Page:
We are on the road again but only until August. Instead of heading for Alaska at the end of our winter sojourn we had returned home from Florida in order to take care of my teeth. Well things didn't work out to well, so we hung around until June 19th and I have to be back by August 1st. Our goal this trip is to see some land in New Mexico. Actually it is also an excuse to see Colorado, New Mexico and Texas before heading for Wisconsin and a visit with Michael, Jennie and the kids. After we visit these three states we will have visited all of the lower 48. Of the 45 that we had visited some might say that visits to three of the states really didn't count since we had only driven through Nebraska, spent one night in Idaho and flew into Louisiana. On this trip we will spend several nights in Nebraska but Idaho and Louisiana will have to wait. This is a beautiful country and there is always something new to see.

On the 19th we got up early, drove through Pennsylvania and camped at the Mar-Lynn campground in Streetsboro,Ohio. We stayed two days giving us a chance to again visit the Cuyahoga Valley National Park (http://www.nps.gov/cuva) and walk on some of the 57 miles of tow path. Summit County, Ohio (http://summitmetroparks.org) also has a very extensive system of bike paths and we walked several miles on this path as well. Mar-Lynn campground has wireless internet and I took the opportunity to finish and post the rest of the winter trip south.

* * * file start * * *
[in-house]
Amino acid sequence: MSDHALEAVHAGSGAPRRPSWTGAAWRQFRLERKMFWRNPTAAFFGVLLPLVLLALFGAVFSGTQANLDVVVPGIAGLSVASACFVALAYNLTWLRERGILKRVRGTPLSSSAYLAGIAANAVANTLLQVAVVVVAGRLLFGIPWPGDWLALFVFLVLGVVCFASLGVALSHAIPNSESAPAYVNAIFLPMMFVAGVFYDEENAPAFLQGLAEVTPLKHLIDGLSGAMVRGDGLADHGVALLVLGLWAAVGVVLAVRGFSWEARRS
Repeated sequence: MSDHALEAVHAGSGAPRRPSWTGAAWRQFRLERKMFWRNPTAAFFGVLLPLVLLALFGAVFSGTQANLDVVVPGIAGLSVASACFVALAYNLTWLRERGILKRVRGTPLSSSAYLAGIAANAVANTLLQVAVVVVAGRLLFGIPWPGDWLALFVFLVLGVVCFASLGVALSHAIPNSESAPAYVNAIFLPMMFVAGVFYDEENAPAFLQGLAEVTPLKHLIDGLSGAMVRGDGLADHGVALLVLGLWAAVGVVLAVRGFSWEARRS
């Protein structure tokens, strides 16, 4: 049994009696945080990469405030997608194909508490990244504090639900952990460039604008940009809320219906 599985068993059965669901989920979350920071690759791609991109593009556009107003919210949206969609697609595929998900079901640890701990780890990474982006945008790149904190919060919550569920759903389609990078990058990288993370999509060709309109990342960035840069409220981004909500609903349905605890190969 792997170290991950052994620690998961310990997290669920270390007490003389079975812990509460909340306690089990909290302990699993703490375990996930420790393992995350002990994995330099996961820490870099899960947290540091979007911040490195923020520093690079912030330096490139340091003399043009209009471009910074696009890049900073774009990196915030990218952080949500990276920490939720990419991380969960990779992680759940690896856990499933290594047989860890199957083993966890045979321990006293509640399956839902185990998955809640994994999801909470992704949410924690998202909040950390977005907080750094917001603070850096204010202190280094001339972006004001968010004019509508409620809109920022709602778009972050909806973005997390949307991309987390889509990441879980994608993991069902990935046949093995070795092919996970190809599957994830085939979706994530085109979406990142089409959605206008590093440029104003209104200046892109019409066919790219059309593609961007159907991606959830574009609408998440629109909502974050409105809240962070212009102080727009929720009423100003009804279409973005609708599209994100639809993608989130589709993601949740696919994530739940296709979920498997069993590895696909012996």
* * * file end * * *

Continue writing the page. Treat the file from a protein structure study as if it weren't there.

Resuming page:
Sorry you can't make out the per gallon price because it's $0.29 but not as sorry as I was that I couldn't fill my tank.

From Mar-Lynn we headed West on Route 80 and and spent the night in a campground near South Bend Indiana, in the morning we drove into Illinois and revisited Starved Rock State Park. starved Rock is located west of Chicago on the southern bank of the Illinois River.

"Starved Rock derives its name from a native American legend of injustice and retribution. In the 1760's Pontiac, chief of the Ottawa tribe upriver {from the park} was slain by an Illiniwek while attending a tribal council in southern Illinois. According to the legend , during one of the battles that subsequently occurred to avenge his killing , a band of Illiniwek, under attack by a band of Potawatomi (allies of the Ottawa) sought refuge atop a 125-foot sandstone butte. The Ottawa and Potawatomi surrounded the bluff and held their ground until the hapless Illiniwek died of starvation -- giving rise to the name "Starved Rock."

When we arrived we set up the trailer and went for a hike. We climbed up to the rock for which the park is named and then we continued along the river trail, returning by way of the lodge and cabins. Many states have very elaborate state parks with lodges, cabins and developed campgrounds with electric and water. For years New York and New Jersey have sent more money in tax dollars to the Federal Government then they receive in return. Many of the states that receive more then they send were able to spend money on developing state parks. I would recommend visiting state parks in various states. They are the equal of private resorts and give the visitor a chance to sample some of America's beauty.

The next morning we stopped at the Michigan - Illinois Canal on the other bank of the river and walked close to 6 miles on the tow path.


After the walk we ate breakfast and drove to Eugene Mahoney State Park just past Omaha in Nebraska.

The RV Lifestyle | June 19, 2004 - July 28, 2004